Fem seeds are popular with seed companies for two reasons. One is that you get all females, and hence the grower is guaranteed all bud producing plants. Fems dominate the hemp industry for this reason, and are gaining in mj popularity as well. However, with fems, as a grower you lose the ability to generate seeds other than by selfing though chance (genetic predisposition) or forced herming. Which is good for the breeder, as you cannot breed with true males and generate seed in order to produce your own IBL or hybrid lines that they are selling. Arjan sells only fems so that you cannot breed his strains IBL, and there is a growing (IMO, sucker) market for fem beans so people get all females and hence all bud producing plants. But like GMO seed companies, you are always at the mercy of the breeder in this case, as you always have to go back to them to get more seeds to grow. You can get past this by cloning of course, and this is used widely in hemp and mj growing. Another issue with fems and particularly selfing is while you can breed for desired results more rapidly, you are also apt to get more undesirable results as well. Case in point, herming. Herming is genetic, and herms tend to beget more herms. It is commonly bred for using true males, and some strains, particularly those from SE Asia tend to herm. But that type of random SE Asian herming tends to appear singularly in buds with one pistil on malformed flowers. These also tend to occur late in blooming after breeding with true males to set seeds. Hence it has little impact on breeding. The other type of herming that I have seen is a whole branch or bud cluster will herm and produce clusters of true pendant male flowers. I have seen these in hybrids and from early heirlooms from California.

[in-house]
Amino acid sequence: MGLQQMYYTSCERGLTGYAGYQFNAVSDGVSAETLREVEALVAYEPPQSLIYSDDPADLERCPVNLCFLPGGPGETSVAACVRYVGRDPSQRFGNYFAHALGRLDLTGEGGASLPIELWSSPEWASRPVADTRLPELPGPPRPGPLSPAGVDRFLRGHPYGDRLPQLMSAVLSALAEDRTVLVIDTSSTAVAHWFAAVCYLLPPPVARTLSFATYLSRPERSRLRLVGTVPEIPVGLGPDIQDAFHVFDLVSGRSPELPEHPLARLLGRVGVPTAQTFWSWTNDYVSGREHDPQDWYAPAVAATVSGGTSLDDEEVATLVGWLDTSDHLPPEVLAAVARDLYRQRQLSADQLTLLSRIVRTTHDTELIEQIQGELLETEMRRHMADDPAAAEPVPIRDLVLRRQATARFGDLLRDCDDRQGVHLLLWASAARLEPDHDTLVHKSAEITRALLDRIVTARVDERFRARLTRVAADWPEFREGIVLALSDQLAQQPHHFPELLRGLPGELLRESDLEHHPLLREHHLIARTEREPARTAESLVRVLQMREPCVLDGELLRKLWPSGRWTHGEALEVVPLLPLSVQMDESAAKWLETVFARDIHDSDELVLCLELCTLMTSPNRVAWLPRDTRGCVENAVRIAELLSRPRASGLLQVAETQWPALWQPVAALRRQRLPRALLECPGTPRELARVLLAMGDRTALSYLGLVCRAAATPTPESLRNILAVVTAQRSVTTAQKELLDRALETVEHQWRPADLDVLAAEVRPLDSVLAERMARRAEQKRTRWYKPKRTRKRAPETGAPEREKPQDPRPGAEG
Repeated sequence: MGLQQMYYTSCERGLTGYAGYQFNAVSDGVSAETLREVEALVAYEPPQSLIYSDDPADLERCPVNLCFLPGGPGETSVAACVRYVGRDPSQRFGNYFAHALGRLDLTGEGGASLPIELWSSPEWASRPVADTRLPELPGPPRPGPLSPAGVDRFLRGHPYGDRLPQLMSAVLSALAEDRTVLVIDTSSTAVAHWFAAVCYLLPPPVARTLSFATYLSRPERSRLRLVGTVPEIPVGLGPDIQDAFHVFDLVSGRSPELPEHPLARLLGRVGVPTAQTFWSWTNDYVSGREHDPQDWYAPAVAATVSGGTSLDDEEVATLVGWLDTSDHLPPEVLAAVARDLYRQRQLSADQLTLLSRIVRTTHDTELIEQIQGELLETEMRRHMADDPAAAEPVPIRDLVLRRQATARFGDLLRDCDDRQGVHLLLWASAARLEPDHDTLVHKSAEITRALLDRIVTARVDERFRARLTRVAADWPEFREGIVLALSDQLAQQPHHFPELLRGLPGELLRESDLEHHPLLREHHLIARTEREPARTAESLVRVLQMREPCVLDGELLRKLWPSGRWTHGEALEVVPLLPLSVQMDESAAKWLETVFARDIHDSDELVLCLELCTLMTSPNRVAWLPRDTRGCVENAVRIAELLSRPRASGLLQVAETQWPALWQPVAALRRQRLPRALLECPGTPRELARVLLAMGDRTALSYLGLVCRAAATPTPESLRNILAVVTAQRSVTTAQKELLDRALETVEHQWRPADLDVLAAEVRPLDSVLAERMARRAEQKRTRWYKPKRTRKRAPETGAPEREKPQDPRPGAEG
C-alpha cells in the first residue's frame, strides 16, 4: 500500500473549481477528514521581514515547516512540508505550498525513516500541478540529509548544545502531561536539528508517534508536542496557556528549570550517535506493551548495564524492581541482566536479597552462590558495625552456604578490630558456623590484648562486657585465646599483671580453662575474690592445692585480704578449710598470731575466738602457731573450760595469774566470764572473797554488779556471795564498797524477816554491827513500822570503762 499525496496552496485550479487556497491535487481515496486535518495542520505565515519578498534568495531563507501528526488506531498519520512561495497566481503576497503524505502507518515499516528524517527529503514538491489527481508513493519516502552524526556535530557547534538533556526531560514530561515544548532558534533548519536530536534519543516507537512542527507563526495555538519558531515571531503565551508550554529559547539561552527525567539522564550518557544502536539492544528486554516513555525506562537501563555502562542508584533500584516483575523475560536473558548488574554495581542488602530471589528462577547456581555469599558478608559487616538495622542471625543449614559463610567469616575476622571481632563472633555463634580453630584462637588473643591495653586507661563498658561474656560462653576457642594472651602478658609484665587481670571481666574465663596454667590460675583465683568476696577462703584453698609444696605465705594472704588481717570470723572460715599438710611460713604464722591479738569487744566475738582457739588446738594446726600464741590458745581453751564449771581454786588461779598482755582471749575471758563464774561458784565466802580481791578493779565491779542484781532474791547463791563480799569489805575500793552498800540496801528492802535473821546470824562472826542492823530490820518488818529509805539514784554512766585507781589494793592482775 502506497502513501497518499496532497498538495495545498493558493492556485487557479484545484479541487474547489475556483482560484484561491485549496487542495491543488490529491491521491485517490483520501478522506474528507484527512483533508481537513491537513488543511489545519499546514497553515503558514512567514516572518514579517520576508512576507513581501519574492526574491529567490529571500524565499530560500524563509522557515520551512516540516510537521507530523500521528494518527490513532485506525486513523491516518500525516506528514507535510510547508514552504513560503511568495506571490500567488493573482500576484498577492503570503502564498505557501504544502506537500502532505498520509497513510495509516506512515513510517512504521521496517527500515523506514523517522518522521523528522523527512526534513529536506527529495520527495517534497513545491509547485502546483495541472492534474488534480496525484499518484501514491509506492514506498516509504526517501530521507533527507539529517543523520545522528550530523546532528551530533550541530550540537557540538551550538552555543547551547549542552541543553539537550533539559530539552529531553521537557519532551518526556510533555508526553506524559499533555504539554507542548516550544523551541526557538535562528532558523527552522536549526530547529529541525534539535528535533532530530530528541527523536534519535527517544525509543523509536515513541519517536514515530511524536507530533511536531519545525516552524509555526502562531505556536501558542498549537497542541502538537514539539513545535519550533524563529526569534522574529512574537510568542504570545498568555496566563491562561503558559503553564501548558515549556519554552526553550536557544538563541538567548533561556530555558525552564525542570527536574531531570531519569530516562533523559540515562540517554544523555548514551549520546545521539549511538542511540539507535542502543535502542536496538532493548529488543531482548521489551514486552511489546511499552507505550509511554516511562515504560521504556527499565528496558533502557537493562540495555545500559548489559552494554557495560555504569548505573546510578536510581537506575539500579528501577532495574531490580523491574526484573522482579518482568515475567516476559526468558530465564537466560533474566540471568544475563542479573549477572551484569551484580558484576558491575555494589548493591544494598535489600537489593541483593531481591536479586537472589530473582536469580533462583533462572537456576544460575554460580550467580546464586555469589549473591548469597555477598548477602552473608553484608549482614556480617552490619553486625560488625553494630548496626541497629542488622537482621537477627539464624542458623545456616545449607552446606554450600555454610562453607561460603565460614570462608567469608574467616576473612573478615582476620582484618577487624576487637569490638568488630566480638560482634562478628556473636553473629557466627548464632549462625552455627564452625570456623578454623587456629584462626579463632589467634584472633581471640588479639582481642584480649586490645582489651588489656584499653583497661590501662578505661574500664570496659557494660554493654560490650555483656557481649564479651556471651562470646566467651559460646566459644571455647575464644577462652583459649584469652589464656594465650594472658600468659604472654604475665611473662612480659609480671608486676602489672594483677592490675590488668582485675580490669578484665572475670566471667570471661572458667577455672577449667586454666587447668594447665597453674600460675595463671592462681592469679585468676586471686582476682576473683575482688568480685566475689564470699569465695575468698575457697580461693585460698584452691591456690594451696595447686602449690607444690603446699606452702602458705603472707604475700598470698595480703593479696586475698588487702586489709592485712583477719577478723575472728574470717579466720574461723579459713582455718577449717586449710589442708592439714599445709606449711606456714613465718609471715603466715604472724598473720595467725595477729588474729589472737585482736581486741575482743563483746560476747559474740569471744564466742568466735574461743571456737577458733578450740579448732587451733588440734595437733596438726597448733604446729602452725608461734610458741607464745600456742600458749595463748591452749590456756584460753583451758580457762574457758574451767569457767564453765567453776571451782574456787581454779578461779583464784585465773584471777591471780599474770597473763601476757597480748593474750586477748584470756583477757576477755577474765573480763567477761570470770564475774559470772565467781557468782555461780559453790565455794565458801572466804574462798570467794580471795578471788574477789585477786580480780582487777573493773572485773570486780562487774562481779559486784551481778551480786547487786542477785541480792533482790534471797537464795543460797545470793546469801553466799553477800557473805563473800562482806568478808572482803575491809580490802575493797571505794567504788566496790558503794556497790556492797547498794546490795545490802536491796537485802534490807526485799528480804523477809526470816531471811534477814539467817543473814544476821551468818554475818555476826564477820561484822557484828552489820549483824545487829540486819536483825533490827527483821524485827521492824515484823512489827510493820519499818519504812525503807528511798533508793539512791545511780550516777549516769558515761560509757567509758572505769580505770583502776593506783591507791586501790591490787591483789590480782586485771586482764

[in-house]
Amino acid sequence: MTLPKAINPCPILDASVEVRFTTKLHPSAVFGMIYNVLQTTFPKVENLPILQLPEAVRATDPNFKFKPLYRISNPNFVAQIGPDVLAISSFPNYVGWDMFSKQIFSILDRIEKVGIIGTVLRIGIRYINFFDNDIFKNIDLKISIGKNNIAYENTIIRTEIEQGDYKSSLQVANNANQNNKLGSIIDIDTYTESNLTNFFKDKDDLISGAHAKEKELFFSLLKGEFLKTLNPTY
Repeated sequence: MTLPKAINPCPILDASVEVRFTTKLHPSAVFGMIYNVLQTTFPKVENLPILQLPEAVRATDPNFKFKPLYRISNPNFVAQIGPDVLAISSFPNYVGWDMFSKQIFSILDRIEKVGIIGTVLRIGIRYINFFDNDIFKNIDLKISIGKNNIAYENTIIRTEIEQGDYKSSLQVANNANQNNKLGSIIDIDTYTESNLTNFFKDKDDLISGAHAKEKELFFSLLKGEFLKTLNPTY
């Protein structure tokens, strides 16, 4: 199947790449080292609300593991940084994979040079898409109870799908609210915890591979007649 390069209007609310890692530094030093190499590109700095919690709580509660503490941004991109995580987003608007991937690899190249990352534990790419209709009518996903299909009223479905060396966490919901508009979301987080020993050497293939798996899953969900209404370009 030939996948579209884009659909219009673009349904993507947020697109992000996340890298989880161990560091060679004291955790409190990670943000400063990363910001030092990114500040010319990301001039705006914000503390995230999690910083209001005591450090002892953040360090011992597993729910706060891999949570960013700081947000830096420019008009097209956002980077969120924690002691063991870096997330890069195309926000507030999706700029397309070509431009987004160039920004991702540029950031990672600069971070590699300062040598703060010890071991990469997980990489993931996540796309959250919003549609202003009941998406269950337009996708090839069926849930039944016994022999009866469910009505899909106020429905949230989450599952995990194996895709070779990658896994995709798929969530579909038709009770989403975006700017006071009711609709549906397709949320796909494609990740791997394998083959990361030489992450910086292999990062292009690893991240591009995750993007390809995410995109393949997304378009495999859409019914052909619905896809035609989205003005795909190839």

To that effect, I never self breed plants, and I never will, unless I were to get one female of one rare strain that no others are known. I had that happen but with a male once. Forcing males to herm female flowers produces 1/4 sterile seeds (YY), 1/2 males (XY) and 1/4 fems (XX). I have bred and run these types of seeds and I got only one female out of 8 plants/12 seeds. I could have continued this line, but the genetics were reduced and I got spindly plants. Better to start over again with a new batch of seeds, which I did after finding another source of the strain (in this case it was Kona Gold). I have also found that growing many hemp strains, even bred regularly with mj strains, I get all or almost all female plants. So the predisposition to sex seems to be genetic as well, and as Clarke and others have postulated, over-breeding for fems will result in more females being produced in subsequent generations, even if they are bred with regular males.

My 3 cents anyway. I am sure that "experts" here will refute my breeding experience like they do my 1970s California weed experience. It seems that the advertising and notions of seed peddlers like Arjan have gained traction, and they have a large following of a fem paradigm that I find perplexing and contrary to my knowledge and experience. Similarly the hemp industry is now all fem based. So like the commercialization of anything I guess. Leaded gas is good for you because it smells and tastes sweet. Sugar is good for you and fat is bad, even though high sugar intake typically leads to diabetes. Hell, cigarettes were good for you and we all smoked them right up to the 1980s. "Winston tastes good like a cigarette should..." as I remember the old B&W TV ad.
Very interesting read Sur, keep going man I'm like Jonny 5 from short circuit..... Input input input lol

Fem seeds don't interest me except for a quick bud run like now just setting up again and need flowers, pretty soon I'm on the MNS reg beans looking for potential seed parents. My search for older genetics lead me here, classics still being made as they always have and still being sold not femmed and ruined.

On another topic do any of you guys know where I could acquire a stable Thai or mostly stable Thai to work myself? Thinking about the real seed company but its big gamble running such long flowers only for them to Herm or mega Herm as I've read a lot do.


Bong